Pregnancy and Celiac Disease
For those who are unfamiliar with Celiac Disease here is a breakdown. Celiac Disease is the allergic reaction of the body to “Gluten”. Gluten is a protein found in grains, wheat, barley and rye. When you have the genetics for Celiac Disease and consume gluten, it triggers an adverse immune response.
For adults the symptoms of Celiac Disease are:
– unexplained iron-deficiency anemia
-bone or joint pain
-osteoporosis or osteopenia (bone loss)
-liver and biliary tract disorders (transaminitis, fatty liver, primary sclerosing cholangitis, etc.)
-depression or anxiety
-peripheral neuropathy ( tingling, numbness or pain in the hands and feet)
-seizures or migraines
-missed menstrual periods
-infertility or recurrent miscarriage
-canker sores inside the mouth
-dermatitis herpetiformis (itchy skin rash)
Celiac Disease, though you have to have the hereditary genetics of it in order to actually develop the disease, it also requires a trigger. Some of thee triggers of Celiac Disease are gastrointestinal issues, food poisoning, stress and stressful events, nutritional deficiency, cold and flu’s and even pregnancy.
How is Celiac Disease triggered by pregnancy?
For most women the diagnosis of Celiac Disease happens after they give birth to their first baby. Reason being is because that is often when the signs and symptoms will flair up. In many scientific studies it has been shown that most of the women that are diagnosed with the disease after their first baby is born, have always had the disease, but somehow it was never diagnosed. Another major reason this disease is triggered in women after and during pregnancy is if they have a stressful pregnancy. Stress is one of the major triggers to the disease and should be avoided completely while a women is pregnant as well as after she gives birth. But that’s not all, even though stressful pregnancy could trigger the disease, so can a pregnancy that is nutrient deficient. As we all know the female body requires more nutrients while it is pregnant, and so a pregnancy deficient in nutrients for both mummy and baby can trigger the disease.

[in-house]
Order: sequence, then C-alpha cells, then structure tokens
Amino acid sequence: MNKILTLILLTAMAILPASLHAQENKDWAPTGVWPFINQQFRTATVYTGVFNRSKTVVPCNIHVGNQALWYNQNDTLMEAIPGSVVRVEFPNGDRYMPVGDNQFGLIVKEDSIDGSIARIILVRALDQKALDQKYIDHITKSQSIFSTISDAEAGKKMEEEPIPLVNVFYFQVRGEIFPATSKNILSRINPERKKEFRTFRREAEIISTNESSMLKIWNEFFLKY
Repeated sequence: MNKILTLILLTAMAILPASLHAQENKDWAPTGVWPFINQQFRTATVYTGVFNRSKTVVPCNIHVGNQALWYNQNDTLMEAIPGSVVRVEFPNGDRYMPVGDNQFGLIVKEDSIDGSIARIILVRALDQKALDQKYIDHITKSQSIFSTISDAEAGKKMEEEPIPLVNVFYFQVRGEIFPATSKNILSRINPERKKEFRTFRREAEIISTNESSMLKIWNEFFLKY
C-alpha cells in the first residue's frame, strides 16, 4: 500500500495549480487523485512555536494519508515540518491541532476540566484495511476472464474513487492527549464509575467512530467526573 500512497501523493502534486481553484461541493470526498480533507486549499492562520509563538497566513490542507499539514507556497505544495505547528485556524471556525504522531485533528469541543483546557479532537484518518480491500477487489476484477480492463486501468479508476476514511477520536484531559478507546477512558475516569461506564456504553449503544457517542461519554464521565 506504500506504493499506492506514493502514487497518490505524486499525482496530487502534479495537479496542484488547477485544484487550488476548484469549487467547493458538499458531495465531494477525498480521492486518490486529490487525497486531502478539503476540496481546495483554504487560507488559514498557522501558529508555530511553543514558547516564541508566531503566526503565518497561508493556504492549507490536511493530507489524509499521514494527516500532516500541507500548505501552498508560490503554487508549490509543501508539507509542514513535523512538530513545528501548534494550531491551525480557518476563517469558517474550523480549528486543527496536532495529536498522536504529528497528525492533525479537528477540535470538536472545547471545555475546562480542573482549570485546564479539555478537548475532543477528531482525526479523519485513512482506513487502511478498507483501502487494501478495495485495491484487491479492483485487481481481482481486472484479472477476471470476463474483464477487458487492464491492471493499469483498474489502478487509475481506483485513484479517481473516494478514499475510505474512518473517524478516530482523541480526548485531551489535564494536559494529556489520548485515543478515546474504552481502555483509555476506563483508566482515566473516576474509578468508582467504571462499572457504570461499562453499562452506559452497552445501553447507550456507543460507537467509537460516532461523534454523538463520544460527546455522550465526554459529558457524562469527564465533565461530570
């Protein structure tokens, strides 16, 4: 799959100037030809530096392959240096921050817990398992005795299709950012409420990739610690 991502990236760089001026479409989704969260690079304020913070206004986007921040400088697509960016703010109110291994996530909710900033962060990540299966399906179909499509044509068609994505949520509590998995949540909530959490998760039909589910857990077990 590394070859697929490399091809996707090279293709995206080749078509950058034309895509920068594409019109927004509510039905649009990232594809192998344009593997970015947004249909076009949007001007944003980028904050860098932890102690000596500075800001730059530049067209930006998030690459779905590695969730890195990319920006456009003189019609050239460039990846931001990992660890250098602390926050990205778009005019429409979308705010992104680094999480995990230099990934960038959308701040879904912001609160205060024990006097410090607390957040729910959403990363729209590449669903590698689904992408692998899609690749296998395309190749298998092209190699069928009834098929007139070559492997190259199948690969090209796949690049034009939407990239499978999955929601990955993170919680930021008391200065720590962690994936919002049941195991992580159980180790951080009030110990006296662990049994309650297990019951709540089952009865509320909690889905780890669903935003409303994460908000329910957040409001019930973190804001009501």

Our advice would be, better be safe than sorry, be sure that you have a healthy and happy pregnancy so that you avoid triggering the disease. Try and stay alert, and listen to your body so that you can diagnose the disease early as it is known to lead to lympoma in the colon and be sure to keep a proper family medial history so that you would be aware if you are carrying the disease.
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